Next time you hear “show, don’t tell,” take a step back from sight and smells to consider sounds. Pick the freshest and most vivid ones that both set the scene and show character. You may not keep every sound you play with—and probably shouldn’t. Trying to find the right ones will still be a good exercise and a powerful reminder that sound can often be one of the best overlooked tools in your writer’s arsenal.

Annette Lyon is a USA Today bestselling author, a 5-time Best of State medalist for novels and short stories in Utah, and a Whitney Award winner. She’s had success as a professional editor and in newspaper, magazine, and technical writing, but her first love has always been writing fiction. She’s a cum laude graduate from BYU with a degree in English and is the author of over a dozen books, including the Whitney Award-winning Band of Sisters, a chocolate cookbook, and a grammar guide. She is a regular contributor to and the former editor of the Timeless Romance Anthology series.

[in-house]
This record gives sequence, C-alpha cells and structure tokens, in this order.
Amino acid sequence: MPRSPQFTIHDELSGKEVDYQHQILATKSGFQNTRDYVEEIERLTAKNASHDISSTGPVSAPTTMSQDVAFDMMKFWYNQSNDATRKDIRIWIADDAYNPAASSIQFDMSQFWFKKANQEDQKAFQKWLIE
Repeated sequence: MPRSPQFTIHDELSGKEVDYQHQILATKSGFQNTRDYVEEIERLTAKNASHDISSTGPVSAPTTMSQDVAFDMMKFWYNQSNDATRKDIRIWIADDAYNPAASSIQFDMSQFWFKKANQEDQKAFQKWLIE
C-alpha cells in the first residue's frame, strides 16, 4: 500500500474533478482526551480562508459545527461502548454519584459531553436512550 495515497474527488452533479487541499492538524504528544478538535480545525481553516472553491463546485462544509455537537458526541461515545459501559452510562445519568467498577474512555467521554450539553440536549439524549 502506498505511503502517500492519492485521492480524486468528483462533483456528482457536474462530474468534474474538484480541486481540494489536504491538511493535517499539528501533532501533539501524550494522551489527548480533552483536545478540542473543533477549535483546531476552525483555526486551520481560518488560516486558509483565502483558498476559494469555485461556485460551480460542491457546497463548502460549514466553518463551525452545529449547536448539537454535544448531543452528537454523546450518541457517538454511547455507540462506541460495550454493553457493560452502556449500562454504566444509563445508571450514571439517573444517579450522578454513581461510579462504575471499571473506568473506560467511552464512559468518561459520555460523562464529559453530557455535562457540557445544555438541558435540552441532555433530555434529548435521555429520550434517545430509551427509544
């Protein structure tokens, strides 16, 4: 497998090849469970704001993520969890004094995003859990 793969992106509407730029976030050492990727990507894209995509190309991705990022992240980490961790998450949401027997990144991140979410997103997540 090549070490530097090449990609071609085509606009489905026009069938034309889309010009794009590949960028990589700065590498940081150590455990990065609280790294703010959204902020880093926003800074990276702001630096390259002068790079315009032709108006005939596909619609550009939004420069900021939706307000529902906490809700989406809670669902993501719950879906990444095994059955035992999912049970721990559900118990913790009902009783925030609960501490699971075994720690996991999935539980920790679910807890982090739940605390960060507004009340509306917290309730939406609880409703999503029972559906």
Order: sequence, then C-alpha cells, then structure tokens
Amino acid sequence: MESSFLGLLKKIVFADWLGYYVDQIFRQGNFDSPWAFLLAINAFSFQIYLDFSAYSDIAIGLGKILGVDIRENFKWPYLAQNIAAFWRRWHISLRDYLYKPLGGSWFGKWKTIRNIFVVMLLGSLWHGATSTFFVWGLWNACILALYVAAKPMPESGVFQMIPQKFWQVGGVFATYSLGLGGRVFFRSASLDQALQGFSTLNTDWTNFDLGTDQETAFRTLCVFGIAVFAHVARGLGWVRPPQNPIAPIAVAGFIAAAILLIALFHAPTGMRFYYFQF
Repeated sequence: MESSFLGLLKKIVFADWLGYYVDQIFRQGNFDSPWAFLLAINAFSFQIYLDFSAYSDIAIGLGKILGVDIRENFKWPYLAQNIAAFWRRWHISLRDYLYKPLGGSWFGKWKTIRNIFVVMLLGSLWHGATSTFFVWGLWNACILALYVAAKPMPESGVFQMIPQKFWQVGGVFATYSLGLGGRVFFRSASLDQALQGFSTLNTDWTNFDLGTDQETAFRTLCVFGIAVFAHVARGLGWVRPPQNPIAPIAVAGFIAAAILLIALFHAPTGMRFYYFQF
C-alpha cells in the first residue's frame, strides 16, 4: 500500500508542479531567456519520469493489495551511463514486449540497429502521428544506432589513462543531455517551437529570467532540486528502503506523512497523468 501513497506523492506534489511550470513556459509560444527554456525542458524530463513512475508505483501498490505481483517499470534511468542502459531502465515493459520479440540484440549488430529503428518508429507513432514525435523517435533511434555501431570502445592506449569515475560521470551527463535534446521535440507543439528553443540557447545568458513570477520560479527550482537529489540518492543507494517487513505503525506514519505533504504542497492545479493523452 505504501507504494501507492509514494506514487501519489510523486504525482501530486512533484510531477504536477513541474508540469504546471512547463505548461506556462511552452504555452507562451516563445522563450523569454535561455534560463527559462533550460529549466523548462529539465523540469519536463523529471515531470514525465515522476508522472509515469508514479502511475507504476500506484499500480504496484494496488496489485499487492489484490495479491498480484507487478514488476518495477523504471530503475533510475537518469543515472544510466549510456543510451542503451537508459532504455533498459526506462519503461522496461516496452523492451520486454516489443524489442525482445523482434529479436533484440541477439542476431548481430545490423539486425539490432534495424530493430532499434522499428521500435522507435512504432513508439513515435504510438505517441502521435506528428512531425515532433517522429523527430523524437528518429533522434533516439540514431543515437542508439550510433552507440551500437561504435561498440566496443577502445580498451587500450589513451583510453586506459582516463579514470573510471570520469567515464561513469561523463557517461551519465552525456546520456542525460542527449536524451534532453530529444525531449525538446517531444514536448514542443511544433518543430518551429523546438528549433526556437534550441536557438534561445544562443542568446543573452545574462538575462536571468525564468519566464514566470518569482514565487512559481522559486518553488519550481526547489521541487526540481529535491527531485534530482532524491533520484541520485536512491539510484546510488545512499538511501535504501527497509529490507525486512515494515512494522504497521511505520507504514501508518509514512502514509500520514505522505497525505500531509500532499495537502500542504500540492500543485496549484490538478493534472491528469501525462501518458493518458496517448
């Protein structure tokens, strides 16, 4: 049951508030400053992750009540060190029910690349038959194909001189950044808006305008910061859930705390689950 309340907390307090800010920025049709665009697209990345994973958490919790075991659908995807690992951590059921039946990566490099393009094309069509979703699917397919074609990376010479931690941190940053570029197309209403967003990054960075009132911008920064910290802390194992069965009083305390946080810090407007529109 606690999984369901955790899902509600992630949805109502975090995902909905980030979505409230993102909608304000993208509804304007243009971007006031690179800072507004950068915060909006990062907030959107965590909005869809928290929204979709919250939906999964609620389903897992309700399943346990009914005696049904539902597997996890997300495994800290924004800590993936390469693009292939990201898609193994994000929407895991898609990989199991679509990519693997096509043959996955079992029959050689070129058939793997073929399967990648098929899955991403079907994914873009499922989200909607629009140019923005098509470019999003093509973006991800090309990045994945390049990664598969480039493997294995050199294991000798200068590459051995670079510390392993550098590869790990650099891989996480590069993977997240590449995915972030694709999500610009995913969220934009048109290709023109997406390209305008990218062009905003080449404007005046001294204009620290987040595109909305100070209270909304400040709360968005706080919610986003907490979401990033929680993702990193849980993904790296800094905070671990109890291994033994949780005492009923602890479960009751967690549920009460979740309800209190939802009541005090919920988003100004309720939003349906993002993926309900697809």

Annette is represented by Heather Karpas at ICM Partners.

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About her latest novel SONG BREAKER

Based on a Nordic myth in the Finnish Kalevala, which inspired Tolkien’s The Lord of the Rings and Gandalf himself, comes Song Breaker from a USA Today bestselling author.

To Aino, the idea of spending her life warming the bed of a wrinkled old man—especially when it means life without her secretly betrothed love—is horrifying. But that is the fate that awaits her because her brother, Jouko, has dueled the famed wizard Vane—and lost.

At the last moment, the old man agreed to spare Jouko’s life in exchange for Aino’s hand, and the contract is sealed with magic that cannot be undone by anyone but Vane himself.

Aino swears she’ll never marry against her will, yet with only two days until the wizard comes for her, she must find a way to break the deep magic of the contract, or she’ll be Vane’s prisoner for life. Her efforts might free her from the old wizard, but her escape could mean merely exchanging one kind of prison for another.

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Category: Contemporary Women Writers, How To and Tips